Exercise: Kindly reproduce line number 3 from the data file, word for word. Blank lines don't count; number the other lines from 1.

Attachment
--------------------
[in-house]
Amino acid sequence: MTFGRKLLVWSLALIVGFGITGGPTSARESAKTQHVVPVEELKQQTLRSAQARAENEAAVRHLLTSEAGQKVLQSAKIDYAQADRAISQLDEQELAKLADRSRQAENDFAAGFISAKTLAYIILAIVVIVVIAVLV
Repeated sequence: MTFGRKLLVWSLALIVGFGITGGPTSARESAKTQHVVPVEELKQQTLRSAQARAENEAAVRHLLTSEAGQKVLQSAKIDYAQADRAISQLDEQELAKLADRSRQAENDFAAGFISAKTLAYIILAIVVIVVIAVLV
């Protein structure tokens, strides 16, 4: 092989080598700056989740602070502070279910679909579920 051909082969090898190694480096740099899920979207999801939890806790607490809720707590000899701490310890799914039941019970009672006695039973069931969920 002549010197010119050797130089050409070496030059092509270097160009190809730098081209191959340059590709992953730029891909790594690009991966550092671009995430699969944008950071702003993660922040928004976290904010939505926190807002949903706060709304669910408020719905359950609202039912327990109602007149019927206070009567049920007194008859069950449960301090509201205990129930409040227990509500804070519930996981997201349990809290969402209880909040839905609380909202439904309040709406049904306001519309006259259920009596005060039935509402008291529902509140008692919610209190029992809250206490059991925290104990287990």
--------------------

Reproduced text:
Repeated sequence: MTFGRKLLVWSLALIVGFGITGGPTSARESAKTQHVVPVEELKQQTLRSAQARAENEAAVRHLLTSEAGQKVLQSAKIDYAQADRAISQLDEQELAKLADRSRQAENDFAAGFISAKTLAYIILAIVVIVVIAVLV